When you think of GIS, you might picture houses, streets or pipes. But GIS also has enormous benefits for the environment at large, as two Hawaiian sisters learned this year!
Molokai, Hawaii is often called the “Friendly Island.” An invasive species of trees called red mangroves have taken that moniker a little too seriously and started inching their way up and into the island.
Sarah and Lily Jenkins, two high schoolers from the island of Molokai, won the 2015 Maui Schools Science & Engineering Fair 5 for their innovative use of GIS, combining their love for technology and the environment into a dynamic project aimed at tracking the growth of the mangroves. The girls, a high school sophomore and senior, used GIS analysis of aerial imagery, historical maps and coastal surveys to determine the extent to which the red mangroves migrated onto the shore of Molokai.
Through detailed mapping, the sisters learned that mangrove has invaded 66% of Molokai’s ancient fishponds and fishtraps and will, in the next century, overtake 35.67% of Molokai’s fringing reef. The reef provides multiple goods and services to the island of Molokai, including sea glass, 280 different species of fish and 10 species of reptiles. The reef also provides ecosystem health, wetland protection and resources that make important tools like fishing nets. This information inspired Lily to plan to create a nonprofit that would raise money to aid in the removal of the invasive red mangrove.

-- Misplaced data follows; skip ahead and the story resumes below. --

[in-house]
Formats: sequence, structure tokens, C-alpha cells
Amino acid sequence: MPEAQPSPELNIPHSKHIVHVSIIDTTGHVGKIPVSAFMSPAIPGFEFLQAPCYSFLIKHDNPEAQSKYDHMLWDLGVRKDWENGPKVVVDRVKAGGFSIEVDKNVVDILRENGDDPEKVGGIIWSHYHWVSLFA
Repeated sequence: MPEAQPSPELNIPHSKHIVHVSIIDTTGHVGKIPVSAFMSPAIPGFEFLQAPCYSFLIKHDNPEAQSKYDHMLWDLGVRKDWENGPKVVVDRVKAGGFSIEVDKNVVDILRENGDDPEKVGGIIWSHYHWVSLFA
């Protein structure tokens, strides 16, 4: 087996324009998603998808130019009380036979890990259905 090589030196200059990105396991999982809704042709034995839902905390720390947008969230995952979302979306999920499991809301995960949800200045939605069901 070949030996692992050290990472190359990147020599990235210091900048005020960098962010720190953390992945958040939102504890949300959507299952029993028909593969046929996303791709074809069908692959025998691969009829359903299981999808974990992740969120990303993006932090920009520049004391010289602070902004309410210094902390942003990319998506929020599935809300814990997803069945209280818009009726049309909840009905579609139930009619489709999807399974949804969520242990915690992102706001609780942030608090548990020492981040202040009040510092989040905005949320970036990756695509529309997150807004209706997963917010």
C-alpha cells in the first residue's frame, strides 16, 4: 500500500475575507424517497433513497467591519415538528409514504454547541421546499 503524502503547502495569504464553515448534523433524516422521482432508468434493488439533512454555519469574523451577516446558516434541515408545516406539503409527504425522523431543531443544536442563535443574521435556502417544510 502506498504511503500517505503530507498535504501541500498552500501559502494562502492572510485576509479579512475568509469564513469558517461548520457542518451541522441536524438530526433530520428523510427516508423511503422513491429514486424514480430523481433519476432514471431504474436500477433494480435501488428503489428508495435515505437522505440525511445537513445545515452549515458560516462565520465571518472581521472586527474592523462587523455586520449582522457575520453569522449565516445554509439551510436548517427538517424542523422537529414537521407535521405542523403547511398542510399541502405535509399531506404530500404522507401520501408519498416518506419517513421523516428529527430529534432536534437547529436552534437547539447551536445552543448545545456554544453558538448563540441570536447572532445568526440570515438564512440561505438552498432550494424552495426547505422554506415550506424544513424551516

The sisters demonstrate that GIS has uses that are tangible and important—whether you’re a municipality worker or a high school girl who loves the island she calls home. Their full report is here!